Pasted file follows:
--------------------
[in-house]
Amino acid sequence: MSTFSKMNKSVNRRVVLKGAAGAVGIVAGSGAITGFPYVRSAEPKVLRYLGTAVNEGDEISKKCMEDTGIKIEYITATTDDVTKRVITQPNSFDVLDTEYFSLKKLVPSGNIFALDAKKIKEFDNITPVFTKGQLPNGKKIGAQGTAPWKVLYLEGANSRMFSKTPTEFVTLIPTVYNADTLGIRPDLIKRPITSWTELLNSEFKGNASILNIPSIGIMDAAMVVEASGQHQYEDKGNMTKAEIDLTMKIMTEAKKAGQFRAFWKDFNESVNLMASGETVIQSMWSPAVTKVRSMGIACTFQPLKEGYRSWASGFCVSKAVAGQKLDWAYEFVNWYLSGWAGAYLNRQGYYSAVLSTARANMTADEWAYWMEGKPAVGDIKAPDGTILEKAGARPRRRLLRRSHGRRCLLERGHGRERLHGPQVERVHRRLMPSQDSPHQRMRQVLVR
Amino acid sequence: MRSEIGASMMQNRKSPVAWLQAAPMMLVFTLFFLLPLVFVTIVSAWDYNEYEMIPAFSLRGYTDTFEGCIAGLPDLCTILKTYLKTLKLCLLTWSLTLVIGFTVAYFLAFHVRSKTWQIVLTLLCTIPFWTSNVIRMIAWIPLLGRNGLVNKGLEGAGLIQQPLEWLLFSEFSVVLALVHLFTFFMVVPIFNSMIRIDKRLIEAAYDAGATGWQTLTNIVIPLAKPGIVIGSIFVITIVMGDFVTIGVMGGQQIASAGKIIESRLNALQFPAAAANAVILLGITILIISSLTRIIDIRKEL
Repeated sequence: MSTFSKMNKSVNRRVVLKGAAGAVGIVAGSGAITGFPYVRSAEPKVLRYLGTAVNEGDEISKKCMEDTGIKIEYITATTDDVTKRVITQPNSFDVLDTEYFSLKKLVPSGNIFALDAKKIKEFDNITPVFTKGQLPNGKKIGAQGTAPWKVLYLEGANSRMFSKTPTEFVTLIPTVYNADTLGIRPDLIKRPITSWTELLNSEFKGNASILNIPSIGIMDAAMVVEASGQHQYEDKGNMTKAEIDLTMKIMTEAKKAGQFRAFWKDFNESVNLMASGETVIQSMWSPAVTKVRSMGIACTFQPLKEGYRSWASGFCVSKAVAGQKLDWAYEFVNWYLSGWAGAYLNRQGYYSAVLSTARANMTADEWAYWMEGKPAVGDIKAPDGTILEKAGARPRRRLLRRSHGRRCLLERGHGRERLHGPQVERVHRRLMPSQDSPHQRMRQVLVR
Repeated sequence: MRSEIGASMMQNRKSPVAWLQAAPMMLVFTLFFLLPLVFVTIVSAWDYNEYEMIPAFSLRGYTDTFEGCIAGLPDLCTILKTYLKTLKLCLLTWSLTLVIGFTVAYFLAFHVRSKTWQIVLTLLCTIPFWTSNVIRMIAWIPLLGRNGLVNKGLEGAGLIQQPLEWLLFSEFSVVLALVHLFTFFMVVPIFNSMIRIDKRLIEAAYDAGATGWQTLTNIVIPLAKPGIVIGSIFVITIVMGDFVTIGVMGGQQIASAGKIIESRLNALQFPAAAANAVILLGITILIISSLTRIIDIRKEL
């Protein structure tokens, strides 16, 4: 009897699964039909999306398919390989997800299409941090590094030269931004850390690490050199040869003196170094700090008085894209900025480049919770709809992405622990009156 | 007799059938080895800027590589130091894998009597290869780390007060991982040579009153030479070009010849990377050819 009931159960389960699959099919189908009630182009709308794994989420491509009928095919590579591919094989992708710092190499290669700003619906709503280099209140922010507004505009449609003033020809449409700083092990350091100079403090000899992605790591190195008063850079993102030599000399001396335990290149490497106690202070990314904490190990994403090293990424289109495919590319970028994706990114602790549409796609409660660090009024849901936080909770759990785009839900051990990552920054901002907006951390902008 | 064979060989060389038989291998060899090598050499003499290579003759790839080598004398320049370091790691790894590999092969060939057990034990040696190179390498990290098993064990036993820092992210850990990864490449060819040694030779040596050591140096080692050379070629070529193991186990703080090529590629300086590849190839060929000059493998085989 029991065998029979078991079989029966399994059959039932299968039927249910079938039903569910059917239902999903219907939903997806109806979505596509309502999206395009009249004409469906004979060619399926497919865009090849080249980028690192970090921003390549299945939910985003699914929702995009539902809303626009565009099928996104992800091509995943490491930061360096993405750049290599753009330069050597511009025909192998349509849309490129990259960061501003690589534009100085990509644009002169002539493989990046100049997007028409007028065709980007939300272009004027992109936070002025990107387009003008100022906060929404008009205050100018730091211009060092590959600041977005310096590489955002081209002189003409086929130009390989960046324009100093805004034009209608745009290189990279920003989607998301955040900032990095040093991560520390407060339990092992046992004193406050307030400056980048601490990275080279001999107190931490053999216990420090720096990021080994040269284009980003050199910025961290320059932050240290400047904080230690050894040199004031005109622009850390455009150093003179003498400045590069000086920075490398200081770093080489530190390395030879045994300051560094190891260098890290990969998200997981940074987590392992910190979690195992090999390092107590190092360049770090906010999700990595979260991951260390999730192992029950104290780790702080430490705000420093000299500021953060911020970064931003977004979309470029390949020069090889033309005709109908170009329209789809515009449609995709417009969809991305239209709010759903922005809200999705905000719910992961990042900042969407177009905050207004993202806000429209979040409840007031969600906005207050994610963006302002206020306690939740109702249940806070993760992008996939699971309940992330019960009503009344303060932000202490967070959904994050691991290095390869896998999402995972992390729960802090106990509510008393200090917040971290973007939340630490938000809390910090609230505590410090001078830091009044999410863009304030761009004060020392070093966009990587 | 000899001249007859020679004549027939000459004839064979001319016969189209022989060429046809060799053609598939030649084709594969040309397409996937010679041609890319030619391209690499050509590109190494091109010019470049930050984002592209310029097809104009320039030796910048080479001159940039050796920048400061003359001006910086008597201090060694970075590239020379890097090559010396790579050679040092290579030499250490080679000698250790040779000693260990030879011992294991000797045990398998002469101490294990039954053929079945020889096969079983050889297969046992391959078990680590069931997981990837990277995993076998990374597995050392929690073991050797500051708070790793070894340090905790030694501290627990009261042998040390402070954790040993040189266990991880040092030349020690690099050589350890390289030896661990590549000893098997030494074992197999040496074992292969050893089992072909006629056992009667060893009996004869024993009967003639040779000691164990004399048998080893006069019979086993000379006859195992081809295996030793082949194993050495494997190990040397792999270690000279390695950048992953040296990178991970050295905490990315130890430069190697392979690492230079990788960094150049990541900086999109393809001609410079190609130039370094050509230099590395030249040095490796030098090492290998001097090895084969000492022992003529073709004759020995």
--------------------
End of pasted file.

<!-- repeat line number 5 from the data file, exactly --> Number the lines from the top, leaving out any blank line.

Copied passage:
Repeated sequence: MRSEIGASMMQNRKSPVAWLQAAPMMLVFTLFFLLPLVFVTIVSAWDYNEYEMIPAFSLRGYTDTFEGCIAGLPDLCTILKTYLKTLKLCLLTWSLTLVIGFTVAYFLAFHVRSKTWQIVLTLLCTIPFWTSNVIRMIAWIPLLGRNGLVNKGLEGAGLIQQPLEWLLFSEFSVVLALVHLFTFFMVVPIFNSMIRIDKRLIEAAYDAGATGWQTLTNIVIPLAKPGIVIGSIFVITIVMGDFVTIGVMGGQQIASAGKIIESRLNALQFPAAAANAVILLGITILIISSLTRIIDIRKEL